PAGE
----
Pregnant woman with hypertension and significant signs of hypercortisolism (high cortisol levels) may have Cushing’s disease, according to a new case report.
While Cushing’s rarely occurs in women during pregnancy, high cortisol levels can lead to major complications for both the mother and the fetus, such as premature birth and high fetal mortality.
However, it can be difficult to diagnose pathological hypercortisolism in these women as the symptoms might resemble other diseases that commonly occur during pregnancy, such as preeclampsia (high blood pressure during pregnancy) and gestational diabetes.
Unfortunately, there are no effective long-term medical therapies for Cushing’s. The most definitive therapy is the surgical removal of the pituitary or adrenal adenoma, if that is the case of hypercortisolism.
The case report details that a 29-year old women in the 27th week of pregnancy presented to the Ghaem Hospital clinic in Mashhad, Iran, with edema, weakness, and hypertension. Her symptoms also included truncal obesity, moon face (her face had a rounded appearance), purple steria on her upper and lower limbs and abdomen, excessive edema, and wet skin.
At first, she was hospitalized for suspected preeclampsia, but the diagnosis was later excluded.
The patient’s hormonal profile showed high levels of 24-hour urine cortisol. There were also low levels of adrenocorticotropic hormone (ACTH), which results from a negative feedback due to excessive cortisol. However, plasma cortisol is generally elevated during pregnancy, and therefore may not be the best method for diagnosis.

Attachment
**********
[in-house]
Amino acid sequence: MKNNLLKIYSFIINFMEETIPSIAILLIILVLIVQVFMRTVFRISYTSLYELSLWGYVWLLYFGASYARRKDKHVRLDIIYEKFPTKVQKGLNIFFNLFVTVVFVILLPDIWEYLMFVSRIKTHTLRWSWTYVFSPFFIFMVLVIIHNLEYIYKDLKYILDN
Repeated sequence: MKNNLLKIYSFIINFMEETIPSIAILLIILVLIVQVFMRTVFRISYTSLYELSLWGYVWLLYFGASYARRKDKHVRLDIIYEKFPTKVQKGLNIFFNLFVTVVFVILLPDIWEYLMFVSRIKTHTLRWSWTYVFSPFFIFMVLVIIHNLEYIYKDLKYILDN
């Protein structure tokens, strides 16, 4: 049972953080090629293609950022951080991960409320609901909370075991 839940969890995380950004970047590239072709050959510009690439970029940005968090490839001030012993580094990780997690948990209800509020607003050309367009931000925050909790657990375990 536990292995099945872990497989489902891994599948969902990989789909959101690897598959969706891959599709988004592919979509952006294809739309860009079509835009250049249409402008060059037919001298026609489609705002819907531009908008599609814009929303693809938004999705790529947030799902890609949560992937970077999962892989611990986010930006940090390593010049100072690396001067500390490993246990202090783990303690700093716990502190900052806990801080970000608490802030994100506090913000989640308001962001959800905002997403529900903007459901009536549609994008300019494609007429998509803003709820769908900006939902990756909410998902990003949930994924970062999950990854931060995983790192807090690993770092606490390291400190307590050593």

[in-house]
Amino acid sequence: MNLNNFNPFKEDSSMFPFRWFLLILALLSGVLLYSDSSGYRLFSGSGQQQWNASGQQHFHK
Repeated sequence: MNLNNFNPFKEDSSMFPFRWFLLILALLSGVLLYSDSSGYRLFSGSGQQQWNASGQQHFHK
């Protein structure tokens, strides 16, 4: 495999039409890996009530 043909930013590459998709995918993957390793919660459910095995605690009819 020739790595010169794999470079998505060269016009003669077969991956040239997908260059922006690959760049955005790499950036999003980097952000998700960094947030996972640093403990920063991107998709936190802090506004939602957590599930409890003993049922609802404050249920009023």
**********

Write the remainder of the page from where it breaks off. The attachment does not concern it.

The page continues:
An abdominal ultrasonography revealed a well-defined mass in the right adrenal gland.
While hospitalized, the patient experienced two crises of blood pressure, and while preeclampsia was ruled out, the physicians could find no more plausible explanation than eclampsia (the onset of seizures in a women with preeclampsia).
Since eclampsia was suspected, the physicians terminated the pregnancy at 28th week of gestation using misoprostol. The woman delivered a male infant weighing 1.94 pounds.
Two days after birth, the physicians conducted a computed tomography (CT) scan and again found a mass in the right adrenal gland.
As a result, the patient underwent a laparoscopic right adrenalectomy to remove the mass one week after giving birth. The patient’s blood pressure normalized and cortisol levels declined. Her condition remained stable after surgery.
“Cushing’s syndrome should be considered in hypertensive pregnant patients with remarkable signs of hypercortisolism,” the researchers concluded. “The best results would be achieved through a collaboration between obstetricians, endocrinologists, and surgeons.”
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